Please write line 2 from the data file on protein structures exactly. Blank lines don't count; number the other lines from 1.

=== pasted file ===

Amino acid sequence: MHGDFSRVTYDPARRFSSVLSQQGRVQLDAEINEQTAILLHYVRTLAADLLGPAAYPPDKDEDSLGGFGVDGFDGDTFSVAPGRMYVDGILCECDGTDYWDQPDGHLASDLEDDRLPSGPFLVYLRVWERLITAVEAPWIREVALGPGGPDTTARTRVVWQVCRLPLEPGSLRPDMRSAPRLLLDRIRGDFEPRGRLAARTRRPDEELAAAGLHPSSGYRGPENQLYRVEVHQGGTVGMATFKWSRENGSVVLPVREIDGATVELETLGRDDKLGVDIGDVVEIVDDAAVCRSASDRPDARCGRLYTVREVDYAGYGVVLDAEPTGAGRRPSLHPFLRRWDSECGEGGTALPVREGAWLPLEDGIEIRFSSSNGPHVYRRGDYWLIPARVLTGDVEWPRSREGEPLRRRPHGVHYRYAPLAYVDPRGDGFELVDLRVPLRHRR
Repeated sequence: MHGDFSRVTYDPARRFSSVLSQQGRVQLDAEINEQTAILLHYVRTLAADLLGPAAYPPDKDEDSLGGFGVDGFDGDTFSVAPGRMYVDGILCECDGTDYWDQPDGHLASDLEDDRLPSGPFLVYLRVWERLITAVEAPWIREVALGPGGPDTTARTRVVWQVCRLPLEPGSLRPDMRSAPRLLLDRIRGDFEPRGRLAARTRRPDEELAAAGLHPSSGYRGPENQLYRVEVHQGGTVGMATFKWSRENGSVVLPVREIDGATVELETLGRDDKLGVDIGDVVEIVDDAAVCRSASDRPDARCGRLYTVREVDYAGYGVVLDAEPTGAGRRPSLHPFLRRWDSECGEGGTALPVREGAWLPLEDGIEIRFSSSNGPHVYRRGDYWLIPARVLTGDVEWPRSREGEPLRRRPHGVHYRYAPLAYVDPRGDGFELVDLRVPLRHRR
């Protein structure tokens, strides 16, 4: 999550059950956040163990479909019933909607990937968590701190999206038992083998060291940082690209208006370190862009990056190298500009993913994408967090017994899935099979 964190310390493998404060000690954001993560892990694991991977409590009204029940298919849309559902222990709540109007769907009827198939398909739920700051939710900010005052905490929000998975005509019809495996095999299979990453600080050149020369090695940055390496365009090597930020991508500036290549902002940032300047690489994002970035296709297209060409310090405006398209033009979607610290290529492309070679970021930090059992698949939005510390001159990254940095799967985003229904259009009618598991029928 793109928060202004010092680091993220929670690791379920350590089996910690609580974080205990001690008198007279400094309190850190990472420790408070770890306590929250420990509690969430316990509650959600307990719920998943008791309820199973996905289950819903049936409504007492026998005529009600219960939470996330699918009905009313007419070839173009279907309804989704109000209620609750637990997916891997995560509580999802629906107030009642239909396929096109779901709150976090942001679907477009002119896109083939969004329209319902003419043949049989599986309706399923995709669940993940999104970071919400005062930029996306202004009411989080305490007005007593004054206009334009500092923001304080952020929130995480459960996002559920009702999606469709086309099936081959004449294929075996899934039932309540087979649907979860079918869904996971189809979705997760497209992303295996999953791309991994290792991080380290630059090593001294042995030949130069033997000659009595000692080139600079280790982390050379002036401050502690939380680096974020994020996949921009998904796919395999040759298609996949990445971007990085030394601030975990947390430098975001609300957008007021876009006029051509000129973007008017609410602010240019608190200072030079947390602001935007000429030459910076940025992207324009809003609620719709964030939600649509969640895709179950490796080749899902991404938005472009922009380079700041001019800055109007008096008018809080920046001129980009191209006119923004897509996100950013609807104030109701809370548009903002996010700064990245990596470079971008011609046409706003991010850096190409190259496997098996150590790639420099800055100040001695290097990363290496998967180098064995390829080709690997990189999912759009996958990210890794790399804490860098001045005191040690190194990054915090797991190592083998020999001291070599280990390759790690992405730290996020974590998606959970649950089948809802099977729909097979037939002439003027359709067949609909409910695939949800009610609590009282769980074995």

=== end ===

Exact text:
Repeated sequence: MHGDFSRVTYDPARRFSSVLSQQGRVQLDAEINEQTAILLHYVRTLAADLLGPAAYPPDKDEDSLGGFGVDGFDGDTFSVAPGRMYVDGILCECDGTDYWDQPDGHLASDLEDDRLPSGPFLVYLRVWERLITAVEAPWIREVALGPGGPDTTARTRVVWQVCRLPLEPGSLRPDMRSAPRLLLDRIRGDFEPRGRLAARTRRPDEELAAAGLHPSSGYRGPENQLYRVEVHQGGTVGMATFKWSRENGSVVLPVREIDGATVELETLGRDDKLGVDIGDVVEIVDDAAVCRSASDRPDARCGRLYTVREVDYAGYGVVLDAEPTGAGRRPSLHPFLRRWDSECGEGGTALPVREGAWLPLEDGIEIRFSSSNGPHVYRRGDYWLIPARVLTGDVEWPRSREGEPLRRRPHGVHYRYAPLAYVDPRGDGFELVDLRVPLRHRR